• The projects will be supported by both the government and development partners.
• Construction work is also going on at 11 boreholes which are being developed by KVDA to provide water to residents of Turkana North and Samburu North.
The government has allocated Sh600 million to revive the collapsed Loyopat and Lokori irrigation schemes in Turkana county.
The revival is part of long-term plans to deal with the effects of drought and famine in the county. More than 600,000 residents are starving.
Kerio Valley Development Authority CEO Sammy Laporos said revival works will start early next year.
The projects stalled because of a lack of funding. They will be supported by both the government and development partners.
“We are already carrying out technical surveys on the projects as part of initial plans for the revival so that they can help to provide water and food to residents through irrigation,” Naporos said.
The sinking of 11 boreholes by KVDA is ongoing to provide water to residents of Turkana North and Samburu North.
Naporos said the boreholes will be developed at a cost of Sh100 million and will be completed next month.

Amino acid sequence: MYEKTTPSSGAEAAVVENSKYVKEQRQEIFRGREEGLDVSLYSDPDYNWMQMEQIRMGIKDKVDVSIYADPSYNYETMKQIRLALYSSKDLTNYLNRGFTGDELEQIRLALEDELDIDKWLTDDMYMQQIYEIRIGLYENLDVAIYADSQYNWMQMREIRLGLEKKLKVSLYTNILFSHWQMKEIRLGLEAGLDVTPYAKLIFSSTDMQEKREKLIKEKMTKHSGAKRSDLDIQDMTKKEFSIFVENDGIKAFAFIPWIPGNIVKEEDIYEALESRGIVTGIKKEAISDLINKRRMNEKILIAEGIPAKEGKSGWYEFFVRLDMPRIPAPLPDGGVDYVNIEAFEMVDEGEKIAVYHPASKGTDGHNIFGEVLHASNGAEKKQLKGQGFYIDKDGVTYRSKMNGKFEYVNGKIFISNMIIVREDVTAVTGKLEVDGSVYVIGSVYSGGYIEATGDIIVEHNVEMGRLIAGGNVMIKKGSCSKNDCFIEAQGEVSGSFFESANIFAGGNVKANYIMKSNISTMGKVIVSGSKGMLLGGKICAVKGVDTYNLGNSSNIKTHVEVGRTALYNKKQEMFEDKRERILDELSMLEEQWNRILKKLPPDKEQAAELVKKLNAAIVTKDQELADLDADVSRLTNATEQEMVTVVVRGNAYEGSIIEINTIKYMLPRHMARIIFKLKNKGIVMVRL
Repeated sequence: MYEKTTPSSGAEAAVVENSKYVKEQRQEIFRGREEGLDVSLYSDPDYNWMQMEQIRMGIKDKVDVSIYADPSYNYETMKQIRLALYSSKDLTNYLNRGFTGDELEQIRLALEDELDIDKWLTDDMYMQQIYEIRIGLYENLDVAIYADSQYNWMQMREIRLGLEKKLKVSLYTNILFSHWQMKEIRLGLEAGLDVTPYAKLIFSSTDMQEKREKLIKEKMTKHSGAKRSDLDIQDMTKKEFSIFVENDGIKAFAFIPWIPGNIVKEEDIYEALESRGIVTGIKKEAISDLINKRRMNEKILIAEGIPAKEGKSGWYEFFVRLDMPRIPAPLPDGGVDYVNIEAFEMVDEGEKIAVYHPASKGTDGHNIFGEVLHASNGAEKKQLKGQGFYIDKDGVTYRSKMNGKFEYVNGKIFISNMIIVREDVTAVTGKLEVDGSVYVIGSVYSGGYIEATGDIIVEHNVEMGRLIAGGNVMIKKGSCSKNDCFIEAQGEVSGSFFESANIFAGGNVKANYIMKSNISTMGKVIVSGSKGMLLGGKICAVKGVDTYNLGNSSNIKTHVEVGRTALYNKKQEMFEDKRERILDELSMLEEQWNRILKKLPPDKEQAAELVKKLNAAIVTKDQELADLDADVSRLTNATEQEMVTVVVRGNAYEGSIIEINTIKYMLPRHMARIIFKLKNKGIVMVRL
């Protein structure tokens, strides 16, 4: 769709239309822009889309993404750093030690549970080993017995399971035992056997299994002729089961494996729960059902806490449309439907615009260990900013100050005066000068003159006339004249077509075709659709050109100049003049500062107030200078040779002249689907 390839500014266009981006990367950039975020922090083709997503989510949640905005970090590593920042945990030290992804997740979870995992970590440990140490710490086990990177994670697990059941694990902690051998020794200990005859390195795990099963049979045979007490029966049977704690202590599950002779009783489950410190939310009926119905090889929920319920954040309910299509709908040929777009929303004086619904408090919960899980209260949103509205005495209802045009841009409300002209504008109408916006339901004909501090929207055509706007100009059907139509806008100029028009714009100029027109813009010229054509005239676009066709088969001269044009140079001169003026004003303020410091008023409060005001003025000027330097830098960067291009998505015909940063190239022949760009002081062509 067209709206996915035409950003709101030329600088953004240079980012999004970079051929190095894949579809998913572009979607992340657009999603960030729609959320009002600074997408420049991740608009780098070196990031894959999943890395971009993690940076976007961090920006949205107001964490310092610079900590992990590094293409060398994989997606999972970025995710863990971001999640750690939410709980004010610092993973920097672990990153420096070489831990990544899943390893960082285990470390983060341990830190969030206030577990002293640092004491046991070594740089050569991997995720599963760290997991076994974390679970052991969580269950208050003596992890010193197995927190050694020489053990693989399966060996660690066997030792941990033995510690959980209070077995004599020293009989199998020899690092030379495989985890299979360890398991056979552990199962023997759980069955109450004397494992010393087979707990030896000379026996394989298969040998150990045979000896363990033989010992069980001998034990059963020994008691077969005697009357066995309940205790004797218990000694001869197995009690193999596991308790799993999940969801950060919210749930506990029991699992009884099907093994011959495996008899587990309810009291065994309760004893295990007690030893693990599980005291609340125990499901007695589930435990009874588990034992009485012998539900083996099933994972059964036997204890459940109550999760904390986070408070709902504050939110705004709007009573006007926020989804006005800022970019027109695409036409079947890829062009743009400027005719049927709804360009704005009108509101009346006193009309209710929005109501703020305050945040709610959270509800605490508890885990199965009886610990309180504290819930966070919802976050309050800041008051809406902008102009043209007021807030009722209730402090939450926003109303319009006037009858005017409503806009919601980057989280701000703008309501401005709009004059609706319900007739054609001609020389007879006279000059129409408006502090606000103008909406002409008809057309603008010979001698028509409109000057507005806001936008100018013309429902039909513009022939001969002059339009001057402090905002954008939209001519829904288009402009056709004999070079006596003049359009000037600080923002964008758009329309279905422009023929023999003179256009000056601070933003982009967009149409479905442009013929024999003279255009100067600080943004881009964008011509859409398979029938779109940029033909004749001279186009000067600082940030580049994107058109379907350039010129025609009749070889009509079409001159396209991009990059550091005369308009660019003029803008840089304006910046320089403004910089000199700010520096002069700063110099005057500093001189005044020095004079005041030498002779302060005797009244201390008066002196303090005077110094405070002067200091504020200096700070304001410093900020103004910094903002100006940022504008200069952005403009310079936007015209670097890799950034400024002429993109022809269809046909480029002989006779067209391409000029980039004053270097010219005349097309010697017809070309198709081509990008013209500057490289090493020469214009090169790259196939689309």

“The boreholes work is going well and we will complete them as scheduled.”
Naporos said they also provide food supplies to affected families in the two areas.
“As a government agency working in the region, we have been responding to the situation by helping the most-affected families, especially in Turkana North and Samburu North," he said.
Some of the worst-hit areas are Kaakea and Kalang/Kaikor in Turkana North.
“We provide food as we also look into long-term and sustainable measures of dealing with recurrent problems of drought and food insecurity,” he said.
The drought had caused excessive suffering to more than one million people in the region.
Community leader Onesmus Nawoto said county and national governments should focus on water supply for irrigation through the drilling of more boreholes so that residents can grow their food.
“In areas like Turkana North, we have good soil for agriculture and the community will practise irrigation farming of crops such as maize and millet, which do well in drought,” he said.
KVDA is also introducing pasture production, irrigation schemes and solar-powered boreholes. Naporos said they will work with the local communities to sustain all the projects.
Edited by A.N